Pressure mounts against e-tolls

2012-04-17 15:27

The South African Chamber of Commerce and Industry (Sacci) has called for the launch of the e-tolling system on April 30 to be delayed.

“Sacci is concerned by the uncertainty surrounding the fee system and exemptions for public transport on the Gauteng highways administered by the SA National Road Agency Limited (Sanral),” said Sacci chief executive Neren Rau in a statement.

“This makes a clear case for delaying implementation until there is clarity on the toll fees and exemptions for certain road users.”

Earlier, Business Unity South Africa called for a delay in implementation until the public’s concerns had been fully addressed.

Sacci was concerned that road users without e-tags would be charged about four to six times more than those with registered e-tags.

“The discrepancy between this rate and the ‘normal’ tariff begs the question of the degree to which alternate users will subsidise other road users (including those who are exempt) and the correlation (or the lack thereof) between the ‘penalty rate’ and the cost of maintaining the road infrastructure.”

Meanwhile, Afrikaner lobby group AfriForum has instructed its lawyers to urgently prepare court papers in a bid to stop e-tolling.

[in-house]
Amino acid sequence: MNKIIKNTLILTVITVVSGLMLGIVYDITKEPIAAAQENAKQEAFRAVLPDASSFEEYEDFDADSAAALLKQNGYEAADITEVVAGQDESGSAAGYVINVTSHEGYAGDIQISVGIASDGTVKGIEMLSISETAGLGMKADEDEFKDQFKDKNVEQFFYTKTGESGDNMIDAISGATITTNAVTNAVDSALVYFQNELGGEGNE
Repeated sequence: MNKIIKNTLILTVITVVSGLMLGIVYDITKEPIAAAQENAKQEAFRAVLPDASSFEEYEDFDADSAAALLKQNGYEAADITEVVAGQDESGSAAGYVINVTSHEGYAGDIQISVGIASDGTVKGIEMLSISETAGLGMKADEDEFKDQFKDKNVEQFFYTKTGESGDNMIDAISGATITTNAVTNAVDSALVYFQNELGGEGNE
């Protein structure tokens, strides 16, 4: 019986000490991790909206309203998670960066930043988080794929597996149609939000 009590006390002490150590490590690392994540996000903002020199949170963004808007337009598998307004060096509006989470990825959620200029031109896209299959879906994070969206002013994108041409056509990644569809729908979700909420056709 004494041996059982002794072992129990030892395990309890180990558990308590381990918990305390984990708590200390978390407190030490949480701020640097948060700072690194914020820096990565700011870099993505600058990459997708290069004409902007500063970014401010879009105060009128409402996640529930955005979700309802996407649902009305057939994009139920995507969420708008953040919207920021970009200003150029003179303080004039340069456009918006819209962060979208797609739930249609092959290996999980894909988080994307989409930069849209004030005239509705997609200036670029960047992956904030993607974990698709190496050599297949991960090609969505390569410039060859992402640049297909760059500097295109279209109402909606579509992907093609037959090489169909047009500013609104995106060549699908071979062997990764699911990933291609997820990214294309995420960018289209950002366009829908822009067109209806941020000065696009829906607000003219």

“The public is asked to wait for the outcome of the proposed legal action of AfriForum and other groups, before deciding whether to register for e-toll at all,” said chief executive Kallie Kriel.

He said AfriForum was seeking to oppose the decision to levy a tariff of R1.75 per kilometre on road users who were not registered for e-toll.

Referring to the Competition Act, Kriel said it is clearly stipulated in Article 8(a) that no dominant company was allowed to abuse its position of dominance in order to levy excessive tariffs.

Sanral gazetted the tariffs on Friday.

Alternate users would be charged R1.75 per kilometre, compared to the standard tariff of 30 cents per kilometre for registered users.

Sacci was also concerned about recently published regulations on the policing of the e-tolling system.

“The regulations primarily serve to introduce a non-state ‘police force’ on Gauteng highways to ensure that road users pay their e-toll fees,” Rau said.

“The introduction of a non-state police force with powers to search and confiscate private property and that is not directly accountable to an electorate is highly disturbing and against the spirit and letter of the South African Constitution.”

He questioned why such a force would be required if the electronic capturing methods installed at great cost would perform as intended.

“Furthermore, there is no clarity on the cost of introducing such a policing structure and the cost of maintaining it. It is safe to assume that the cost of such a structure adds significantly to the toll tariffs that will be imposed,” he said.

He also questioned whether these employees had been trained, and whether they would be ready by April 30 when the toll system was due to be activated.

Sacci said it would ask Sanral to delay implementation and use the extra time to look at opportunities to further reduce the costs to businesses and consumers of using the roads.

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